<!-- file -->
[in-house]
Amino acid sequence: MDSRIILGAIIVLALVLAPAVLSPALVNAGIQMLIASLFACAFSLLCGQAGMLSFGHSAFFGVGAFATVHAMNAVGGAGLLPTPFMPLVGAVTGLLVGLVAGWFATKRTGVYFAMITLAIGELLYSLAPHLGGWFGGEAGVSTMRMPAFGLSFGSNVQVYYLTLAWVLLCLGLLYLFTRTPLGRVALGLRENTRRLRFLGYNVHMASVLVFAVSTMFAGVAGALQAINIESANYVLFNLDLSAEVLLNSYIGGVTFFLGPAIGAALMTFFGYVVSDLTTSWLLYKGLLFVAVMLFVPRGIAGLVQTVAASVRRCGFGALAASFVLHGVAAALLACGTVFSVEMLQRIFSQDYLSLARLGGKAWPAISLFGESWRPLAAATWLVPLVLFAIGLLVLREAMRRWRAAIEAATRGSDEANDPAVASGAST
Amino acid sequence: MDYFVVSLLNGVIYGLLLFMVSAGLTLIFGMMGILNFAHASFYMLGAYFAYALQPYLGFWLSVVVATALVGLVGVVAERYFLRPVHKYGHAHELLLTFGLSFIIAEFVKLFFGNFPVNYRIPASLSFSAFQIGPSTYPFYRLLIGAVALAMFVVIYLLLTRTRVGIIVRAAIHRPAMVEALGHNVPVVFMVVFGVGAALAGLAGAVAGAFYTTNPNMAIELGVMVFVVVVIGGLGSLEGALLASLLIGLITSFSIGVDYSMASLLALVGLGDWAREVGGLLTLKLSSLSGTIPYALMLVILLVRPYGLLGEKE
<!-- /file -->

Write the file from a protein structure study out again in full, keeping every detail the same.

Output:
[in-house]
Amino acid sequence: MDSRIILGAIIVLALVLAPAVLSPALVNAGIQMLIASLFACAFSLLCGQAGMLSFGHSAFFGVGAFATVHAMNAVGGAGLLPTPFMPLVGAVTGLLVGLVAGWFATKRTGVYFAMITLAIGELLYSLAPHLGGWFGGEAGVSTMRMPAFGLSFGSNVQVYYLTLAWVLLCLGLLYLFTRTPLGRVALGLRENTRRLRFLGYNVHMASVLVFAVSTMFAGVAGALQAINIESANYVLFNLDLSAEVLLNSYIGGVTFFLGPAIGAALMTFFGYVVSDLTTSWLLYKGLLFVAVMLFVPRGIAGLVQTVAASVRRCGFGALAASFVLHGVAAALLACGTVFSVEMLQRIFSQDYLSLARLGGKAWPAISLFGESWRPLAAATWLVPLVLFAIGLLVLREAMRRWRAAIEAATRGSDEANDPAVASGAST
Amino acid sequence: MDYFVVSLLNGVIYGLLLFMVSAGLTLIFGMMGILNFAHASFYMLGAYFAYALQPYLGFWLSVVVATALVGLVGVVAERYFLRPVHKYGHAHELLLTFGLSFIIAEFVKLFFGNFPVNYRIPASLSFSAFQIGPSTYPFYRLLIGAVALAMFVVIYLLLTRTRVGIIVRAAIHRPAMVEALGHNVPVVFMVVFGVGAALAGLAGAVAGAFYTTNPNMAIELGVMVFVVVVIGGLGSLEGALLASLLIGLITSFSIGVDYSMASLLALVGLGDWAREVGGLLTLKLSSLSGTIPYALMLVILLVRPYGLLGEKE